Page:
How to change your narrative about your ability to learn
A week before Thanksgiving a new movie, based on the true story of the real-life friendship between Fred Rogers and journalist Tom Junod, starring Tom Hanks, will play in a theater near you.
What Mr. Roger did was to help children own and change their narrative of who they are what they can accomplish.
Narratives about learning
• Grade school
• Middle school or Junior high
• High School
• Right now
We gravitate to the narratives that best explain our emotions. In this way, narrative and memory become one. The memories we organize meaningfully become those that are better remembered. Narrative provides not only meaning but also a mental framework for imbuing future experiences and information with meaning, in effect shaping new memories to fit our established constructs of the world and ourselves.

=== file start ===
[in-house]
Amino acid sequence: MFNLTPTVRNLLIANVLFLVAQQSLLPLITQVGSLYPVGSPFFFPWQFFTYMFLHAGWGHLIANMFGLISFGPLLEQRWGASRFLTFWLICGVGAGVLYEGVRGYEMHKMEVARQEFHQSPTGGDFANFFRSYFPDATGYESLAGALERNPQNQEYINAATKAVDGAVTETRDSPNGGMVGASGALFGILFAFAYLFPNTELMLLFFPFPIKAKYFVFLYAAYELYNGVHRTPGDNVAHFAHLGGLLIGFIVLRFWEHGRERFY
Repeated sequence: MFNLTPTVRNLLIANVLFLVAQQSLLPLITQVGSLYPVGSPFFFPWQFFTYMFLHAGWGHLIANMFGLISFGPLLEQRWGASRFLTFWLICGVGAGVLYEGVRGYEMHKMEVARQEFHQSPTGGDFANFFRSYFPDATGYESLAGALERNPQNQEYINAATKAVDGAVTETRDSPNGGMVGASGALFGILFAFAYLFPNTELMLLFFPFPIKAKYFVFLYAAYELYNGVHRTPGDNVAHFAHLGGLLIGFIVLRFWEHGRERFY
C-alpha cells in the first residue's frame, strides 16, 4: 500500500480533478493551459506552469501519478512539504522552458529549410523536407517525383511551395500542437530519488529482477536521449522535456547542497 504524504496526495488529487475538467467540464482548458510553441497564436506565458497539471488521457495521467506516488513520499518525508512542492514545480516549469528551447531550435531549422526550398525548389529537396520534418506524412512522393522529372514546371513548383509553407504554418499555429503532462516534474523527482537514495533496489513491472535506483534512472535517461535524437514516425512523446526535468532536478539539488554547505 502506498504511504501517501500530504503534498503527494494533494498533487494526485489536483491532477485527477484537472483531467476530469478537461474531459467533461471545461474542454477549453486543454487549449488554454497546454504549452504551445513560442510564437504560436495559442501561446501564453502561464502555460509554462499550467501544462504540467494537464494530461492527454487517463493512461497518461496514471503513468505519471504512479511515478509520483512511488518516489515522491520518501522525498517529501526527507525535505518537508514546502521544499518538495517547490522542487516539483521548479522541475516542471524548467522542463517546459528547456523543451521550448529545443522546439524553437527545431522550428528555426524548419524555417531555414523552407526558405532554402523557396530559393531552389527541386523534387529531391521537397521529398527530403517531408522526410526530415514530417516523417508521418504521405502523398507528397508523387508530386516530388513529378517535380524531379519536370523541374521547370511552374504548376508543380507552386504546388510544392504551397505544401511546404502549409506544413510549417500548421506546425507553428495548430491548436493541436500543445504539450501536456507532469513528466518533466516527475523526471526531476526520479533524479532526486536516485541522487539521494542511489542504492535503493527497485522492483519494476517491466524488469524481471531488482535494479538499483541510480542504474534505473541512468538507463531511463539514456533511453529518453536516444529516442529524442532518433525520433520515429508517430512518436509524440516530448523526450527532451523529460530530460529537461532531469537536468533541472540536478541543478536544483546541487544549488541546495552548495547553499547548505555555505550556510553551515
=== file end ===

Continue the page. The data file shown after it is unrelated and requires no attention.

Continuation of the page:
If we change the narrative your ability to learn via memory and mental performance will follow.
To change your learning narratives you need to confront them with rational thought and believe the science about our ability to learn and then change your mindset through vigorous Learning Frames practice.